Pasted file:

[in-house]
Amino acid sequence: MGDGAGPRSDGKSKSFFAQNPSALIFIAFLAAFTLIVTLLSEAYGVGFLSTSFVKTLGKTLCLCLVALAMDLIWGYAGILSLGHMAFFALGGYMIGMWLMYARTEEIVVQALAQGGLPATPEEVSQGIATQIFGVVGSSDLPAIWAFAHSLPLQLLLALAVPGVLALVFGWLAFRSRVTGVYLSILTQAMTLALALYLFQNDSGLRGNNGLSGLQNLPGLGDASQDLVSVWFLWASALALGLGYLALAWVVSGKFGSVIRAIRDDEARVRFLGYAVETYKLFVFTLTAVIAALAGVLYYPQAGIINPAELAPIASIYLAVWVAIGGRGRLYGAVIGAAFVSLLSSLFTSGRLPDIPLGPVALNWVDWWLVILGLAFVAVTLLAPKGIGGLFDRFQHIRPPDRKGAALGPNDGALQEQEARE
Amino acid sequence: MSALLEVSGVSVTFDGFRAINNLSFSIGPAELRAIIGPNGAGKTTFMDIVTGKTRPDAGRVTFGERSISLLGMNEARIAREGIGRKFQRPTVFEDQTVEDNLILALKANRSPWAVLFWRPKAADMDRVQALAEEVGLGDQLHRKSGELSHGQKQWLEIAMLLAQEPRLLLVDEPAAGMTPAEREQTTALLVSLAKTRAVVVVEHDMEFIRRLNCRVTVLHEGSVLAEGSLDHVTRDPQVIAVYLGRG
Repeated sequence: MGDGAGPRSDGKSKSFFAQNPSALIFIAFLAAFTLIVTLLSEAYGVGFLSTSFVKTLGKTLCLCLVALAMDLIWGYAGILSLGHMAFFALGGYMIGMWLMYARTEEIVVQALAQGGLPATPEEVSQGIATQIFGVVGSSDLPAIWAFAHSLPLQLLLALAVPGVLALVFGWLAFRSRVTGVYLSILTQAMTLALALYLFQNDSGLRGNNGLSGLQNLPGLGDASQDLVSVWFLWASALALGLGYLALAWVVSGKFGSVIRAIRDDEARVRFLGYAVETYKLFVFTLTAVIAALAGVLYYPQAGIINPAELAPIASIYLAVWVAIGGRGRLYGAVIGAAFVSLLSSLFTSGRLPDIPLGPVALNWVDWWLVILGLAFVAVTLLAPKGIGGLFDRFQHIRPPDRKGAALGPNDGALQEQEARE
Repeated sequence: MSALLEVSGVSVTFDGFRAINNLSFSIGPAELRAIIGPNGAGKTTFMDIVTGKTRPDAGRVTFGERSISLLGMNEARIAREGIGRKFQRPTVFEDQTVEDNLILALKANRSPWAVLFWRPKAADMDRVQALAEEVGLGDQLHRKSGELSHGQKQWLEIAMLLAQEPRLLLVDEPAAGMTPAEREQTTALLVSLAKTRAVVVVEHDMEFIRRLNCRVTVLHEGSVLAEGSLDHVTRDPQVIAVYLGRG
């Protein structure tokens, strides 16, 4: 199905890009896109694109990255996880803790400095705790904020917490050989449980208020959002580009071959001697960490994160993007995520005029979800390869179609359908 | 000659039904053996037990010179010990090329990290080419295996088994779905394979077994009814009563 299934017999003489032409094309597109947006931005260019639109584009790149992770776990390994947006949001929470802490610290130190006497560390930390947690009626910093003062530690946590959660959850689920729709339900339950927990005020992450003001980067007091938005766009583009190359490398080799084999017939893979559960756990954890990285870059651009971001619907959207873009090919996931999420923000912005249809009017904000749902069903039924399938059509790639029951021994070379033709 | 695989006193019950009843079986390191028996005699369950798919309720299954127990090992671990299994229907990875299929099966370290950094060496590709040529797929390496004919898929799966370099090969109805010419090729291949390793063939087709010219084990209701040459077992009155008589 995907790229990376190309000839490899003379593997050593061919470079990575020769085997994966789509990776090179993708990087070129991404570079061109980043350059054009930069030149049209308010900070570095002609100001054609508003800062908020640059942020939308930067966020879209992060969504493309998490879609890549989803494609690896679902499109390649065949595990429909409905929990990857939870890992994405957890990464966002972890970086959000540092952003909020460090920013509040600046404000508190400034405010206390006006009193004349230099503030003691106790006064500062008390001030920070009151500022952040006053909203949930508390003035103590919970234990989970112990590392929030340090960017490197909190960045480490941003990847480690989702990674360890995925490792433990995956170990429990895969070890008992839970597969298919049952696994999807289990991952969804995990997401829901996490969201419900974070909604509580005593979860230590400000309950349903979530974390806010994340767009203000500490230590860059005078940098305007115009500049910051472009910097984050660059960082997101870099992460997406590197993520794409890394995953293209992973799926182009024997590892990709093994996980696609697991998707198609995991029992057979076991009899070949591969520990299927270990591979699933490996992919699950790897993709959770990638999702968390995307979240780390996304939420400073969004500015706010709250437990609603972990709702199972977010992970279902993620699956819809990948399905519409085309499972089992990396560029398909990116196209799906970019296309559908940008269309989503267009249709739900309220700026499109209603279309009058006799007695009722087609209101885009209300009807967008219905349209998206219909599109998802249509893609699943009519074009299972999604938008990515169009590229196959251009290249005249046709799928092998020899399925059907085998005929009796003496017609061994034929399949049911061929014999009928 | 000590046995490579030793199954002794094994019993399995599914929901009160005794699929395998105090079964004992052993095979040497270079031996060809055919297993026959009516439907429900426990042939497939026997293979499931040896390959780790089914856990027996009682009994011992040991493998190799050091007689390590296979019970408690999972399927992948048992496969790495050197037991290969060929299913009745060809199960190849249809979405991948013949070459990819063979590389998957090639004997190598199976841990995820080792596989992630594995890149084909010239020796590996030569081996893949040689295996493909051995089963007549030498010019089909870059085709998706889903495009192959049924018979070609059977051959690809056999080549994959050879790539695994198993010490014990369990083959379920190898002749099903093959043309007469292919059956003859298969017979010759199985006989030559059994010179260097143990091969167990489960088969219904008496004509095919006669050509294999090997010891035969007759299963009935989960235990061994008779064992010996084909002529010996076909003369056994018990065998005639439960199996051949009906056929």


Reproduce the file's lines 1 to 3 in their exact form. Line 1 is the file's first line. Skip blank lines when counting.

[in-house]
Amino acid sequence: MGDGAGPRSDGKSKSFFAQNPSALIFIAFLAAFTLIVTLLSEAYGVGFLSTSFVKTLGKTLCLCLVALAMDLIWGYAGILSLGHMAFFALGGYMIGMWLMYARTEEIVVQALAQGGLPATPEEVSQGIATQIFGVVGSSDLPAIWAFAHSLPLQLLLALAVPGVLALVFGWLAFRSRVTGVYLSILTQAMTLALALYLFQNDSGLRGNNGLSGLQNLPGLGDASQDLVSVWFLWASALALGLGYLALAWVVSGKFGSVIRAIRDDEARVRFLGYAVETYKLFVFTLTAVIAALAGVLYYPQAGIINPAELAPIASIYLAVWVAIGGRGRLYGAVIGAAFVSLLSSLFTSGRLPDIPLGPVALNWVDWWLVILGLAFVAVTLLAPKGIGGLFDRFQHIRPPDRKGAALGPNDGALQEQEARE
Amino acid sequence: MSALLEVSGVSVTFDGFRAINNLSFSIGPAELRAIIGPNGAGKTTFMDIVTGKTRPDAGRVTFGERSISLLGMNEARIAREGIGRKFQRPTVFEDQTVEDNLILALKANRSPWAVLFWRPKAADMDRVQALAEEVGLGDQLHRKSGELSHGQKQWLEIAMLLAQEPRLLLVDEPAAGMTPAEREQTTALLVSLAKTRAVVVVEHDMEFIRRLNCRVTVLHEGSVLAEGSLDHVTRDPQVIAVYLGRG